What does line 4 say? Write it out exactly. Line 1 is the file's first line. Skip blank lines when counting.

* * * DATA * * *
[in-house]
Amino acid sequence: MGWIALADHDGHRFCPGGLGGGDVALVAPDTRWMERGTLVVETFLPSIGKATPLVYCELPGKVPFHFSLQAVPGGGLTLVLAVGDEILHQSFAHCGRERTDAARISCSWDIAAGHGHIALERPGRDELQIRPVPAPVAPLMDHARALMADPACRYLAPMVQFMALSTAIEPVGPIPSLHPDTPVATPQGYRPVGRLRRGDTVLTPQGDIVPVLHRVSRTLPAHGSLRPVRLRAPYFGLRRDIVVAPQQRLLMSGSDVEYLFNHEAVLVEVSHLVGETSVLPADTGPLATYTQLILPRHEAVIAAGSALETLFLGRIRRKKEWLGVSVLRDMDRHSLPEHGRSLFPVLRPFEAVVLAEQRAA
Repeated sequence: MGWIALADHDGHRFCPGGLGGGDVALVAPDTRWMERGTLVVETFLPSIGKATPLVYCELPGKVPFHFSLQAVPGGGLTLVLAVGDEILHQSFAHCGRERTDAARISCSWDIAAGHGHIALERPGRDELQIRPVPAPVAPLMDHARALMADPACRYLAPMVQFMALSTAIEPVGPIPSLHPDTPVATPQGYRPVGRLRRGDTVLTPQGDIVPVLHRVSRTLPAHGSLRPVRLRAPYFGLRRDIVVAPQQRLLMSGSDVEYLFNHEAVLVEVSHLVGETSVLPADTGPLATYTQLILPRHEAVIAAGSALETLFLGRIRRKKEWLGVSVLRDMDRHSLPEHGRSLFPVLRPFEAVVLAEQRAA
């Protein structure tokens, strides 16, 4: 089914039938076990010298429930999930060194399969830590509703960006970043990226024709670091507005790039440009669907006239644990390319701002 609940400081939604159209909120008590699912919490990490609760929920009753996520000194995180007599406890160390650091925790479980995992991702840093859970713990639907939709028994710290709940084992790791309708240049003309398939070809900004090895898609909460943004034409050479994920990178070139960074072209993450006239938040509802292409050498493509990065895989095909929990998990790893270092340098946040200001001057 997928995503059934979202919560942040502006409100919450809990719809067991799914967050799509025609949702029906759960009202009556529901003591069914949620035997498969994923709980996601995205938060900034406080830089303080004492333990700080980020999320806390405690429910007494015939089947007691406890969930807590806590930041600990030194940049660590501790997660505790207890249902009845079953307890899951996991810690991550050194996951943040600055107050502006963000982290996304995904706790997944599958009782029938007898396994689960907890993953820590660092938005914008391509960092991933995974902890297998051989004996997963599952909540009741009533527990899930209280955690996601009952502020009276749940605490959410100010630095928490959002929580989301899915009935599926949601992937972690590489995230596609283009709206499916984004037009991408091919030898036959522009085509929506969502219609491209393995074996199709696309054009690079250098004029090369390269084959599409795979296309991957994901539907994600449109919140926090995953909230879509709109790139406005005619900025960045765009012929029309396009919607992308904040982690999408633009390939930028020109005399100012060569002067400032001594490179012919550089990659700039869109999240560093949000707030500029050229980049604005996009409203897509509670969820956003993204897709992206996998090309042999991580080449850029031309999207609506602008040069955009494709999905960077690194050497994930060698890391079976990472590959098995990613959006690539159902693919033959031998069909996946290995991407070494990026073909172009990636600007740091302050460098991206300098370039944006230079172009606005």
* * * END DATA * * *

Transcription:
């Protein structure tokens, strides 16, 4: 089914039938076990010298429930999930060194399969830590509703960006970043990226024709670091507005790039440009669907006239644990390319701002 609940400081939604159209909120008590699912919490990490609760929920009753996520000194995180007599406890160390650091925790479980995992991702840093859970713990639907939709028994710290709940084992790791309708240049003309398939070809900004090895898609909460943004034409050479994920990178070139960074072209993450006239938040509802292409050498493509990065895989095909929990998990790893270092340098946040200001001057 997928995503059934979202919560942040502006409100919450809990719809067991799914967050799509025609949702029906759960009202009556529901003591069914949620035997498969994923709980996601995205938060900034406080830089303080004492333990700080980020999320806390405690429910007494015939089947007691406890969930807590806590930041600990030194940049660590501790997660505790207890249902009845079953307890899951996991810690991550050194996951943040600055107050502006963000982290996304995904706790997944599958009782029938007898396994689960907890993953820590660092938005914008391509960092991933995974902890297998051989004996997963599952909540009741009533527990899930209280955690996601009952502020009276749940605490959410100010630095928490959002929580989301899915009935599926949601992937972690590489995230596609283009709206499916984004037009991408091919030898036959522009085509929506969502219609491209393995074996199709696309054009690079250098004029090369390269084959599409795979296309991957994901539907994600449109919140926090995953909230879509709109790139406005005619900025960045765009012929029309396009919607992308904040982690999408633009390939930028020109005399100012060569002067400032001594490179012919550089990659700039869109999240560093949000707030500029050229980049604005996009409203897509509670969820956003993204897709992206996998090309042999991580080449850029031309999207609506602008040069955009494709999905960077690194050497994930060698890391079976990472590959098995990613959006690539159902693919033959031998069909996946290995991407070494990026073909172009990636600007740091302050460098991206300098370039944006230079172009606005």